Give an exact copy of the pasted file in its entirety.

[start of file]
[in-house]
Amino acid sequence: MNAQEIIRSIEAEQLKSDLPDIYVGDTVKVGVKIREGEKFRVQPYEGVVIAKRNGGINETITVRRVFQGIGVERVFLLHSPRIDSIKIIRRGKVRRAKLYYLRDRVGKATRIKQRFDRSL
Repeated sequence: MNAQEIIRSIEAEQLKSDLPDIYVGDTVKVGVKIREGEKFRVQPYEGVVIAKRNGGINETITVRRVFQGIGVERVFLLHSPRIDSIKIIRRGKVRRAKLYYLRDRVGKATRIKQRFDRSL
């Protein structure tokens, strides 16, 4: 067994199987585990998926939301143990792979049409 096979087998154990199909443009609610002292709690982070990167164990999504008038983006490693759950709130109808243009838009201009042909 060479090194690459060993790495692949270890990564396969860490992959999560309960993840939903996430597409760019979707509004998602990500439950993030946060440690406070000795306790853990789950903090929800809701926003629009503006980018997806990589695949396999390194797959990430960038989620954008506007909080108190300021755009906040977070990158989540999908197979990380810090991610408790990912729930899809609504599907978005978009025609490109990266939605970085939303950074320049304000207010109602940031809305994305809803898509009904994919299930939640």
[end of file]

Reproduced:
[in-house]
Amino acid sequence: MNAQEIIRSIEAEQLKSDLPDIYVGDTVKVGVKIREGEKFRVQPYEGVVIAKRNGGINETITVRRVFQGIGVERVFLLHSPRIDSIKIIRRGKVRRAKLYYLRDRVGKATRIKQRFDRSL
Repeated sequence: MNAQEIIRSIEAEQLKSDLPDIYVGDTVKVGVKIREGEKFRVQPYEGVVIAKRNGGINETITVRRVFQGIGVERVFLLHSPRIDSIKIIRRGKVRRAKLYYLRDRVGKATRIKQRFDRSL
């Protein structure tokens, strides 16, 4: 067994199987585990998926939301143990792979049409 096979087998154990199909443009609610002292709690982070990167164990999504008038983006490693759950709130109808243009838009201009042909 060479090194690459060993790495692949270890990564396969860490992959999560309960993840939903996430597409760019979707509004998602990500439950993030946060440690406070000795306790853990789950903090929800809701926003629009503006980018997806990589695949396999390194797959990430960038989620954008506007909080108190300021755009906040977070990158989540999908197979990380810090991610408790990912729930899809609504599907978005978009025609490109990266939605970085939303950074320049304000207010109602940031809305994305809803898509009904994919299930939640």